Migration and Development

Subject ANTH90004 (2014)

Note: This is an archived Handbook entry from 2014.

Credit Points: 12.50
Level: 9 (Graduate/Postgraduate)
Dates & Locations:

This subject is not offered in 2014.

Time Commitment: Contact Hours: A 3-hour seminar per week in Weeks 1 - 8 of Semester 1.
Total Time Commitment:

120 hours

Prerequisites: None
Corequisites: None
Recommended Background Knowledge:

Students enrolling in this subject must have completed a Bachelor of Arts degree or equivalent.

Non Allowed Subjects: None
Core Participation Requirements:

For the purposes of considering request for Reasonable Adjustments under the disability Standards for Education (Cwth 2005), and Students Experiencing Academic Disadvantage Policy, academic requirements for this subject are articulated in the Subject Description, Subject Objectives, Generic Skills and Assessment Requirements of this entry.The University is dedicated to provide support to those with special requirements. Further details on the disability support scheme can be found at the Disability Liaison Unit website: http://www.services.unimelb.edu.au/disability/

Subject Overview:

Migration is no doubt one of the most significant drivers of social change in the developing world. The objective of this subject is to examine key issues and debates around the migration - development nexus. Two main goals will be pursued in seminars. First, students will be provided with an overview of the conceptual models and theoretical frameworks that have been used to analyse migration and development. Second, we will discuss empirical studies on economic, social and cultural implications of migration for development processes at both micro and macro levels. Most importantly, we will critically assess the links between migration and key debates in development such as globalisation, poverty, gender and social change.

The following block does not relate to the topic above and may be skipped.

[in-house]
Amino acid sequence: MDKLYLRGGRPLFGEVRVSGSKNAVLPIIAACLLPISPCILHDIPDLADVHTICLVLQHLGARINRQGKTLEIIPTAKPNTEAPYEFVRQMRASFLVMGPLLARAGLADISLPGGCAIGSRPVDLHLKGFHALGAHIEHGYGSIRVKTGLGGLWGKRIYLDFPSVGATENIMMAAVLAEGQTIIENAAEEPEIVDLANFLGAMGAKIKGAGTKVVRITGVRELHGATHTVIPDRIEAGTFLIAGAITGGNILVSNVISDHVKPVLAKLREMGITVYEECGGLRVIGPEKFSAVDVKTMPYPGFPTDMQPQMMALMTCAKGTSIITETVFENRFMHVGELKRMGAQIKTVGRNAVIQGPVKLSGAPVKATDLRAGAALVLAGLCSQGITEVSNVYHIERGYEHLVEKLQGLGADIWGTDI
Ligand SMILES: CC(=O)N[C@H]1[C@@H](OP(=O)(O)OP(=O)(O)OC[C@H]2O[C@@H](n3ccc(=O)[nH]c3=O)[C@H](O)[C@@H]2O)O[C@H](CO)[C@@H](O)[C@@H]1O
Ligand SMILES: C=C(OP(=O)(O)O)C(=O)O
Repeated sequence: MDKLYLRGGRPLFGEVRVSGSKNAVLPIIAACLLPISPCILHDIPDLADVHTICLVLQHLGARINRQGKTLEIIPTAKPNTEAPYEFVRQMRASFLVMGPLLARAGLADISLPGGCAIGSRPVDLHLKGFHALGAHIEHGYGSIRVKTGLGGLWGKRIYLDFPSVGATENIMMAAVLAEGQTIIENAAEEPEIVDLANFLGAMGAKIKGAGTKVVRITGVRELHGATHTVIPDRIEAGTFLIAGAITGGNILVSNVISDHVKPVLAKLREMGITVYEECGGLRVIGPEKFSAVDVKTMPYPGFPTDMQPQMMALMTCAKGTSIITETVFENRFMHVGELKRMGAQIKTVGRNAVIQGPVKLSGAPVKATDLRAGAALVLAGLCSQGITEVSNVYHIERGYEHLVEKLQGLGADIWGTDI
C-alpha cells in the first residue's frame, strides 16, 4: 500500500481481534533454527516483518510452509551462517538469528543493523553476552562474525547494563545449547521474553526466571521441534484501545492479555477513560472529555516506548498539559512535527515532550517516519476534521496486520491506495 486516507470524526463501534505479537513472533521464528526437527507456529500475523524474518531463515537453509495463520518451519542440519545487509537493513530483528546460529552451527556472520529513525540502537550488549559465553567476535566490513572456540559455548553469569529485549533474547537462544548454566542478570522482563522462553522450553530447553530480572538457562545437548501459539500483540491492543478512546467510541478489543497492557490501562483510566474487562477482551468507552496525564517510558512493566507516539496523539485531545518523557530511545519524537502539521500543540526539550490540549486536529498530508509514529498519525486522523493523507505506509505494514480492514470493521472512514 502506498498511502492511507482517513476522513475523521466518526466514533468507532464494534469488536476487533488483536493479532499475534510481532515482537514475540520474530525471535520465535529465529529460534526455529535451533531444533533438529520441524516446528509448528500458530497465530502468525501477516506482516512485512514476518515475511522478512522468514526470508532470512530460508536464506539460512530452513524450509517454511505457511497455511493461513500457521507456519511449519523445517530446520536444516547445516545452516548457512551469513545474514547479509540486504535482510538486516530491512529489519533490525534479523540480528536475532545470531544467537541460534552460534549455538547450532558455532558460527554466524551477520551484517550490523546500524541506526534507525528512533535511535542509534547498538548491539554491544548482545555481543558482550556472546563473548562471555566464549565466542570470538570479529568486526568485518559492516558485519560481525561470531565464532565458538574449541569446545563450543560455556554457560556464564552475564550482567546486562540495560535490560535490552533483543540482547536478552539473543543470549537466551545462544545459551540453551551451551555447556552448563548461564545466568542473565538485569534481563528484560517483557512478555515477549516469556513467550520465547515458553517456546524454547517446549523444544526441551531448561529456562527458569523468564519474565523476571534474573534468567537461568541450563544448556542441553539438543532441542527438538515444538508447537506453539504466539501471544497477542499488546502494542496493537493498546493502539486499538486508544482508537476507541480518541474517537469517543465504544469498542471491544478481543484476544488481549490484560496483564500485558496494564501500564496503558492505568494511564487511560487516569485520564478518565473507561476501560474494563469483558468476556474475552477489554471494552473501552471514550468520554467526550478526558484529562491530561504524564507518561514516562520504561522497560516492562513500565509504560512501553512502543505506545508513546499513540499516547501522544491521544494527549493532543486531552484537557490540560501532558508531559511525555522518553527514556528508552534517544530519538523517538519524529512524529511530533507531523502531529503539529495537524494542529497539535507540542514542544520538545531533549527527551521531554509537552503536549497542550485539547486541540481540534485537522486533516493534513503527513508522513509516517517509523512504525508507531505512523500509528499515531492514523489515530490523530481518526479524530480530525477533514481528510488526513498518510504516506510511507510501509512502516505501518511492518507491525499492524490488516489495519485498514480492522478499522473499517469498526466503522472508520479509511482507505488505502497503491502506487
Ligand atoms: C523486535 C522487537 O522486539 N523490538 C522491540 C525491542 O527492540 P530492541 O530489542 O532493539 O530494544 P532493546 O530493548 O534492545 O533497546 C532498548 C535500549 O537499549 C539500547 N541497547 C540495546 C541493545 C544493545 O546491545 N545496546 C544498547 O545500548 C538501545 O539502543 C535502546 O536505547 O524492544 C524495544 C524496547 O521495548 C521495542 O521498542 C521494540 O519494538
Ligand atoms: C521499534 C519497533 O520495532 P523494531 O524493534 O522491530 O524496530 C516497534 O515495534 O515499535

Learning Outcomes:

Students who successfully complete this subject should:

  • understand the range of circumstances which might produce human mobility in the modern world;
  • comprehend implications of migration for development processes;
  • understand the different scales (global, national and local) relevant to thinking about mobility;
  • understand key empirical, theoretical and methodological knowledge pertaining to human mobility and development;

A 2,000 word essay (40%) due during the semester, and a 3000 word essay (60%) due during the examination period.

Hurdle Requirement: Students are required to attend a minimum of 75% of classes in order to qualify to have their written work assessed. Regular participation in class is required.

Assessment submitted late without an approved extension will be penalised at 10% per working day. In-class tasks missed without approval will not be marked. All pieces of written work must be submitted to pass this subject.

Prescribed Texts:

Massey, D.S., J. Arango, et al. (1998) Worlds in Motion: Understanding International Migration at the End of the Millenium. Oxford, Clarendon Press.

Caroline Brettell and James Frank Hollifield (2000) Migration Theory: Talking Across Disciplines. Routledge.

Breadth Options:

This subject is not available as a breadth subject.

Fees Information: Subject EFTSL, Level, Discipline & Census Date
Generic Skills:
  • Independent research for essay preparation using a variety of media
  • Exercise of critical judgement in written assignments and group discussion
Links to further information: http://www.ssps.unimelb.edu.au/study/ads/
Related Majors/Minors/Specialisations: 100 Point Master of Development Studies (CWT)
100 Point Master of Social Policy
150 Point Master of Development Studies (CWT)
200 Point Master of Development Studies (CWT)
200 Point Master of Social Policy
Anthropology && Social Theory
Development Studies
Social Theory
Social Theory

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